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04 Jun
Mon / 2012

A Collector of People and Places

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“You’ll never regret this,” the seller told him.

That’s what art collector George Abrams remembers from his first Rembrandt purchase. Now, five decades later, selections from the Maida and George Abrams collection comprise the exhibition Drawings by Rembrandt, His Students, and Circle. This show marks the first time drawings by Rembrandt and his circle have been presented as an exhibition in Houston.

On a private tour of the galleries, members of the MFAH patron group Art + Paper had the unique opportunity to hear George Abrams’s lively anecdotes about each of the works.

“I like paintings, but I love drawings,” says Abrams, who lives in Boston. “Drawings are an acquired taste, like martinis. You may not like them, but you can grow to love them.”

For Abrams, one of the great things about drawings is that they are often more spontaneous than paintings and reflect the thinking of the artist at a particular moment or time. Drawings are also intimately involved with the creative process, often at the earliest stages. These qualities are perhaps nowhere more apparent than in Rembrandt’s works. Rembrandt was devoted to drawing from life and capturing human emotions in fleeting moments of expression. The artist often assigned his students to portray climactic moments from biblical stories, thus maximizing the expressive potential of drawing.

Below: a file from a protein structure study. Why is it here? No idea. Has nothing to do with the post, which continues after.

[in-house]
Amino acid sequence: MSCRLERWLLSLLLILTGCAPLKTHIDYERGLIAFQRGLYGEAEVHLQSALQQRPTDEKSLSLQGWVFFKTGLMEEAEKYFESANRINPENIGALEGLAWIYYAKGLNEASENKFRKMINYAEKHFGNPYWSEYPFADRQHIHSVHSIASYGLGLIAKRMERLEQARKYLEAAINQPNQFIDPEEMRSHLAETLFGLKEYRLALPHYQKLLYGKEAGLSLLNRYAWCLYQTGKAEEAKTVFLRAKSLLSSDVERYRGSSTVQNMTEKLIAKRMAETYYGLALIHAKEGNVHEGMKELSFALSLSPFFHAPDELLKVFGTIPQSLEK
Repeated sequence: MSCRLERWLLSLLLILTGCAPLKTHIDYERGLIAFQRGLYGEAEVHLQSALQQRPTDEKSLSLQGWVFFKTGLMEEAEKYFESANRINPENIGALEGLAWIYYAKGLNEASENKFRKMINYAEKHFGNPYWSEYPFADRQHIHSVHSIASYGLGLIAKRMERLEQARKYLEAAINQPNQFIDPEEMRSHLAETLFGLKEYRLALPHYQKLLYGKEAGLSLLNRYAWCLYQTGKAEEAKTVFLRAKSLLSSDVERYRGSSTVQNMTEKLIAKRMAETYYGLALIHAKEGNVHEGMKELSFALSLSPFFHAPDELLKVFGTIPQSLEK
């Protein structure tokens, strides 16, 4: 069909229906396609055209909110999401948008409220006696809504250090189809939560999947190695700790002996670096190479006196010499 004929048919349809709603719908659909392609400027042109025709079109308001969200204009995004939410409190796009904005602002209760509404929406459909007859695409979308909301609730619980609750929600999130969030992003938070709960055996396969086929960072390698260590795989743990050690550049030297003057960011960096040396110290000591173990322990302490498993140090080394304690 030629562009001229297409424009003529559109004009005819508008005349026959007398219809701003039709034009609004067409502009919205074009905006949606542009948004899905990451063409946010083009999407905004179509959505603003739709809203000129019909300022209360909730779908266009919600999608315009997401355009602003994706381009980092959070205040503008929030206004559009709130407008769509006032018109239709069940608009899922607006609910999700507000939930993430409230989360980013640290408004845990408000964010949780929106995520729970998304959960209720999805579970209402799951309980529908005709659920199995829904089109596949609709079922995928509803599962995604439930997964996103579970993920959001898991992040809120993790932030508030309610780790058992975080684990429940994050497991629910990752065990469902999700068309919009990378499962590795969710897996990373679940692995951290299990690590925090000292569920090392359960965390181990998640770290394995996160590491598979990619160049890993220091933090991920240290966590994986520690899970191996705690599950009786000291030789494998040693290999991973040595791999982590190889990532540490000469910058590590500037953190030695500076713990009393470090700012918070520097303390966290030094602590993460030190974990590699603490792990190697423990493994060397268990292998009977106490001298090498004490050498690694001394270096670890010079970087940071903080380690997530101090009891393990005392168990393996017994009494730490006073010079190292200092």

Maida and George Abrams showed this same devotion to human emotions when they started their collection, acquiring figurative works of people who are fishing, sewing, farming, dancing, and engaging in other everyday activities. In essence, the Abramses were people collectors, as Paul Sachs, former associate director of the Fogg Art Museum at Harvard, pointed out to them.

The couple did some reevaluating and began to collect more landscape drawings. Today, landscapes are one of the strongest areas of their collection. Among the exhibition's highlights are beautiful examples by Rembrandt as well as Lambert Doomer, Abraham Furnerius, and Jan Lievens.

With nine works by Rembrandt and nearly 50 sheets by his pupils and followers, the exhibition spans this range of subject matter. George Abrams says his favorites include Rembrandt’s Four Studies of Male Heads, Doomer’s Two Bactrian Camels in a River Landscape, and Gerbrand van den Eeckhout’s Woman Doing Handwork. "But in some ways the drawings are like children; it is hard to list favorites,” he adds.

More than 50 years after Abrams purchased his first drawing, it’s clear to see he doesn’t regret it for a minute. He encouraged the budding collectors in Art + Paper by letting them know that even they can buy great drawings. “Maybe not Rembrandt, but ones that move you.”

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